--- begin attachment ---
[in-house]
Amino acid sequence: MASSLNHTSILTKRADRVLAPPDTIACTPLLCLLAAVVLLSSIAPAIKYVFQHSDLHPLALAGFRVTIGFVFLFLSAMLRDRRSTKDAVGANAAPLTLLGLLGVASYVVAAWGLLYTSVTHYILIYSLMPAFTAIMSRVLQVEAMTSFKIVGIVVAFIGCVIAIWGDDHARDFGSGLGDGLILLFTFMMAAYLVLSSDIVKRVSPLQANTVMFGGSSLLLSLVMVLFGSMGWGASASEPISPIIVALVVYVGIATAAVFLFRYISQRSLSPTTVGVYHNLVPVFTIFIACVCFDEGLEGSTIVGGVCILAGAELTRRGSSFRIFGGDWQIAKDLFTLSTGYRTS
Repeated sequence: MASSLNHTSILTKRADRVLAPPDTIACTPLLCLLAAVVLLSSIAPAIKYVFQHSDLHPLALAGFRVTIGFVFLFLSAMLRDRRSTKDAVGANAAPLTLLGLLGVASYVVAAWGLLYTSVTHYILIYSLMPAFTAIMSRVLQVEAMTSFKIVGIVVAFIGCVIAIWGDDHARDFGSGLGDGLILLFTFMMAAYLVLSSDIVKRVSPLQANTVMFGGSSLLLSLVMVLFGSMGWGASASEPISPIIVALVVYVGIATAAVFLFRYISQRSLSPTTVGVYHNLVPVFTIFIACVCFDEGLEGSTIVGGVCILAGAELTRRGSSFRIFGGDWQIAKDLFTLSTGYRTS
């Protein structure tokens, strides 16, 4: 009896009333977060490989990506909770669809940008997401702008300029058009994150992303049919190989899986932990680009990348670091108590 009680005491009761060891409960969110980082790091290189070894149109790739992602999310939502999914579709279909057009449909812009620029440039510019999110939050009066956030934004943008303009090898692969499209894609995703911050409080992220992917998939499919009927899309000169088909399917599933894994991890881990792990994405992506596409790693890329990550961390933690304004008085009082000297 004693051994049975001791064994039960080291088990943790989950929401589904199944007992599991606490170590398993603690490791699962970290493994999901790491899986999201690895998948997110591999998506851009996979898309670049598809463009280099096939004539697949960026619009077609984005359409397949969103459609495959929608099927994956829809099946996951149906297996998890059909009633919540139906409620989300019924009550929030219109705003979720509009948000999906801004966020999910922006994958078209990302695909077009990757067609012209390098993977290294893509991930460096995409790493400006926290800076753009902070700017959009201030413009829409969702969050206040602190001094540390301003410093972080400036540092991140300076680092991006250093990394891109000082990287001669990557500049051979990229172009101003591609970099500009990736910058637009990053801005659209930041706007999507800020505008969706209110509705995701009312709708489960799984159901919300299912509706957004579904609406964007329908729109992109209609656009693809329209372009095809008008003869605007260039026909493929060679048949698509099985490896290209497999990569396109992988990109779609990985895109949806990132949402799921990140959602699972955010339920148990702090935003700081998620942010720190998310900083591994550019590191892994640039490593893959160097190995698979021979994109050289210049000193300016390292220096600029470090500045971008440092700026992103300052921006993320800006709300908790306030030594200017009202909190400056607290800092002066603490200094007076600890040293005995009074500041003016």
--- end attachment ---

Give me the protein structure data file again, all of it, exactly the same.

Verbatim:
[in-house]
Amino acid sequence: MASSLNHTSILTKRADRVLAPPDTIACTPLLCLLAAVVLLSSIAPAIKYVFQHSDLHPLALAGFRVTIGFVFLFLSAMLRDRRSTKDAVGANAAPLTLLGLLGVASYVVAAWGLLYTSVTHYILIYSLMPAFTAIMSRVLQVEAMTSFKIVGIVVAFIGCVIAIWGDDHARDFGSGLGDGLILLFTFMMAAYLVLSSDIVKRVSPLQANTVMFGGSSLLLSLVMVLFGSMGWGASASEPISPIIVALVVYVGIATAAVFLFRYISQRSLSPTTVGVYHNLVPVFTIFIACVCFDEGLEGSTIVGGVCILAGAELTRRGSSFRIFGGDWQIAKDLFTLSTGYRTS
Repeated sequence: MASSLNHTSILTKRADRVLAPPDTIACTPLLCLLAAVVLLSSIAPAIKYVFQHSDLHPLALAGFRVTIGFVFLFLSAMLRDRRSTKDAVGANAAPLTLLGLLGVASYVVAAWGLLYTSVTHYILIYSLMPAFTAIMSRVLQVEAMTSFKIVGIVVAFIGCVIAIWGDDHARDFGSGLGDGLILLFTFMMAAYLVLSSDIVKRVSPLQANTVMFGGSSLLLSLVMVLFGSMGWGASASEPISPIIVALVVYVGIATAAVFLFRYISQRSLSPTTVGVYHNLVPVFTIFIACVCFDEGLEGSTIVGGVCILAGAELTRRGSSFRIFGGDWQIAKDLFTLSTGYRTS
């Protein structure tokens, strides 16, 4: 009896009333977060490989990506909770669809940008997401702008300029058009994150992303049919190989899986932990680009990348670091108590 009680005491009761060891409960969110980082790091290189070894149109790739992602999310939502999914579709279909057009449909812009620029440039510019999110939050009066956030934004943008303009090898692969499209894609995703911050409080992220992917998939499919009927899309000169088909399917599933894994991890881990792990994405992506596409790693890329990550961390933690304004008085009082000297 004693051994049975001791064994039960080291088990943790989950929401589904199944007992599991606490170590398993603690490791699962970290493994999901790491899986999201690895998948997110591999998506851009996979898309670049598809463009280099096939004539697949960026619009077609984005359409397949969103459609495959929608099927994956829809099946996951149906297996998890059909009633919540139906409620989300019924009550929030219109705003979720509009948000999906801004966020999910922006994958078209990302695909077009990757067609012209390098993977290294893509991930460096995409790493400006926290800076753009902070700017959009201030413009829409969702969050206040602190001094540390301003410093972080400036540092991140300076680092991006250093990394891109000082990287001669990557500049051979990229172009101003591609970099500009990736910058637009990053801005659209930041706007999507800020505008969706209110509705995701009312709708489960799984159901919300299912509706957004579904609406964007329908729109992109209609656009693809329209372009095809008008003869605007260039026909493929060679048949698509099985490896290209497999990569396109992988990109779609990985895109949806990132949402799921990140959602699972955010339920148990702090935003700081998620942010720190998310900083591994550019590191892994640039490593893959160097190995698979021979994109050289210049000193300016390292220096600029470090500045971008440092700026992103300052921006993320800006709300908790306030030594200017009202909190400056607290800092002066603490200094007076600890040293005995009074500041003016």